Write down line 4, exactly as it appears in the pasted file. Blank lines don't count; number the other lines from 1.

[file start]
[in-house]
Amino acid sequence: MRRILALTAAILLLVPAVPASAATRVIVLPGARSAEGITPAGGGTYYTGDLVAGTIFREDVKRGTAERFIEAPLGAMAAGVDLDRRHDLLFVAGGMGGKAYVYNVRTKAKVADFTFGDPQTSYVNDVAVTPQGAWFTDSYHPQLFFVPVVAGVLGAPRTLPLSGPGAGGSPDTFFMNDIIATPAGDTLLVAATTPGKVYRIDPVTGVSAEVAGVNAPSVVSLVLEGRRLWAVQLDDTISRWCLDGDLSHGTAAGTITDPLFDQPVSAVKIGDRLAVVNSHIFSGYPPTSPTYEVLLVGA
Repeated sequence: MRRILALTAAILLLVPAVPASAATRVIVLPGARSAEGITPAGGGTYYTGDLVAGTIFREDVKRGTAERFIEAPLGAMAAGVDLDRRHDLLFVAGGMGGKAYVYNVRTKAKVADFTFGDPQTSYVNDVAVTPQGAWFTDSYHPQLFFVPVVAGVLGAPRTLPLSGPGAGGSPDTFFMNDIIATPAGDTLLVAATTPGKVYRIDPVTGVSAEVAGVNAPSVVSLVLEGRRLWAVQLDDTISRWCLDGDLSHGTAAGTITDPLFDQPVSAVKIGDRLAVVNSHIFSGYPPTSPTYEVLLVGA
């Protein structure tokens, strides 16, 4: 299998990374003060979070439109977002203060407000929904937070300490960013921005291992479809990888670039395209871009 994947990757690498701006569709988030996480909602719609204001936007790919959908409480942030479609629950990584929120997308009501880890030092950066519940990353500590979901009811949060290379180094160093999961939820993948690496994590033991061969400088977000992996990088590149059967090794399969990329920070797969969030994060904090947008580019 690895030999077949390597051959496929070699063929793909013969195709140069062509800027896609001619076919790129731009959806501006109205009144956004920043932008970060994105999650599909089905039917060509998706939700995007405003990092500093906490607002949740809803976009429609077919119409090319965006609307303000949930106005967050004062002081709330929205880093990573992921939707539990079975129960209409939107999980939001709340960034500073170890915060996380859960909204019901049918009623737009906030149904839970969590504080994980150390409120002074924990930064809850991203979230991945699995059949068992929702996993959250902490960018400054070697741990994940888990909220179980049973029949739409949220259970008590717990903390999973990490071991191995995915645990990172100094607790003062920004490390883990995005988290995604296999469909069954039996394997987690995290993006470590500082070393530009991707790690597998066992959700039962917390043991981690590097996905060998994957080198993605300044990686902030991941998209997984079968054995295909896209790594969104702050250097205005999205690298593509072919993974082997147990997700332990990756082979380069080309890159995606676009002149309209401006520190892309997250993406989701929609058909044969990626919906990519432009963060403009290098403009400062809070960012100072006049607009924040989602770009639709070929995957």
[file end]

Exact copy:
């Protein structure tokens, strides 16, 4: 299998990374003060979070439109977002203060407000929904937070300490960013921005291992479809990888670039395209871009 994947990757690498701006569709988030996480909602719609204001936007790919959908409480942030479609629950990584929120997308009501880890030092950066519940990353500590979901009811949060290379180094160093999961939820993948690496994590033991061969400088977000992996990088590149059967090794399969990329920070797969969030994060904090947008580019 690895030999077949390597051959496929070699063929793909013969195709140069062509800027896609001619076919790129731009959806501006109205009144956004920043932008970060994105999650599909089905039917060509998706939700995007405003990092500093906490607002949740809803976009429609077919119409090319965006609307303000949930106005967050004062002081709330929205880093990573992921939707539990079975129960209409939107999980939001709340960034500073170890915060996380859960909204019901049918009623737009906030149904839970969590504080994980150390409120002074924990930064809850991203979230991945699995059949068992929702996993959250902490960018400054070697741990994940888990909220179980049973029949739409949220259970008590717990903390999973990490071991191995995915645990990172100094607790003062920004490390883990995005988290995604296999469909069954039996394997987690995290993006470590500082070393530009991707790690597998066992959700039962917390043991981690590097996905060998994957080198993605300044990686902030991941998209997984079968054995295909896209790594969104702050250097205005999205690298593509072919993974082997147990997700332990990756082979380069080309890159995606676009002149309209401006520190892309997250993406989701929609058909044969990626919906990519432009963060403009290098403009400062809070960012100072006049607009924040989602770009639709070929995957």